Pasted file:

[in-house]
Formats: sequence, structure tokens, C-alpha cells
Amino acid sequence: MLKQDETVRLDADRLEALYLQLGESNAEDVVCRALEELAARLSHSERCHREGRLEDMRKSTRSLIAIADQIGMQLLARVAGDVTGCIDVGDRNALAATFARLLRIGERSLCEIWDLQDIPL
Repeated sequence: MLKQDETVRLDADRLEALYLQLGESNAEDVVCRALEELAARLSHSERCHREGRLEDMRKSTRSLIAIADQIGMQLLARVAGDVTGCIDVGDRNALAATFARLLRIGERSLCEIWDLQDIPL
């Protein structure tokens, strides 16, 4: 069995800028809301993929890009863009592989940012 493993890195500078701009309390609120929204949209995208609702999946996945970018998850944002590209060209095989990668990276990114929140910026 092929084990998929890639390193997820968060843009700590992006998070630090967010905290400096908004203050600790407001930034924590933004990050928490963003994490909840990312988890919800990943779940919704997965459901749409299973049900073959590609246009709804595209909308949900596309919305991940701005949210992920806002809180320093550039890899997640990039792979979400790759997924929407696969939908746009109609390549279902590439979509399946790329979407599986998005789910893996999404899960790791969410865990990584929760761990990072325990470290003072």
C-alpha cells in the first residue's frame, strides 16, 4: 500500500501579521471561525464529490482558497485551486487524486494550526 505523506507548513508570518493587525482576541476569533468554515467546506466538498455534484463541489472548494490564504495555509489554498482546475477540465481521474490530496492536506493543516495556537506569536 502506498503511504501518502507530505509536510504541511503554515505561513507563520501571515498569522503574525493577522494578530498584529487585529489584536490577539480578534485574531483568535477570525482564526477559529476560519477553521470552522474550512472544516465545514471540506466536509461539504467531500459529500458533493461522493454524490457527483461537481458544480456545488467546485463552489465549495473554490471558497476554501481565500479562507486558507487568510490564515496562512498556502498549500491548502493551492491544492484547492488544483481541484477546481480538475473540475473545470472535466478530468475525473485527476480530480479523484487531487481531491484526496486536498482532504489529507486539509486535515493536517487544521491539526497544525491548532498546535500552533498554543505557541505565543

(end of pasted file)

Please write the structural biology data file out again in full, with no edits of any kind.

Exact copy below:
[in-house]
Formats: sequence, structure tokens, C-alpha cells
Amino acid sequence: MLKQDETVRLDADRLEALYLQLGESNAEDVVCRALEELAARLSHSERCHREGRLEDMRKSTRSLIAIADQIGMQLLARVAGDVTGCIDVGDRNALAATFARLLRIGERSLCEIWDLQDIPL
Repeated sequence: MLKQDETVRLDADRLEALYLQLGESNAEDVVCRALEELAARLSHSERCHREGRLEDMRKSTRSLIAIADQIGMQLLARVAGDVTGCIDVGDRNALAATFARLLRIGERSLCEIWDLQDIPL
């Protein structure tokens, strides 16, 4: 069995800028809301993929890009863009592989940012 493993890195500078701009309390609120929204949209995208609702999946996945970018998850944002590209060209095989990668990276990114929140910026 092929084990998929890639390193997820968060843009700590992006998070630090967010905290400096908004203050600790407001930034924590933004990050928490963003994490909840990312988890919800990943779940919704997965459901749409299973049900073959590609246009709804595209909308949900596309919305991940701005949210992920806002809180320093550039890899997640990039792979979400790759997924929407696969939908746009109609390549279902590439979509399946790329979407599986998005789910893996999404899960790791969410865990990584929760761990990072325990470290003072």
C-alpha cells in the first residue's frame, strides 16, 4: 500500500501579521471561525464529490482558497485551486487524486494550526 505523506507548513508570518493587525482576541476569533468554515467546506466538498455534484463541489472548494490564504495555509489554498482546475477540465481521474490530496492536506493543516495556537506569536 502506498503511504501518502507530505509536510504541511503554515505561513507563520501571515498569522503574525493577522494578530498584529487585529489584536490577539480578534485574531483568535477570525482564526477559529476560519477553521470552522474550512472544516465545514471540506466536509461539504467531500459529500458533493461522493454524490457527483461537481458544480456545488467546485463552489465549495473554490471558497476554501481565500479562507486558507487568510490564515496562512498556502498549500491548502493551492491544492484547492488544483481541484477546481480538475473540475473545470472535466478530468475525473485527476480530480479523484487531487481531491484526496486536498482532504489529507486539509486535515493536517487544521491539526497544525491548532498546535500552533498554543505557541505565543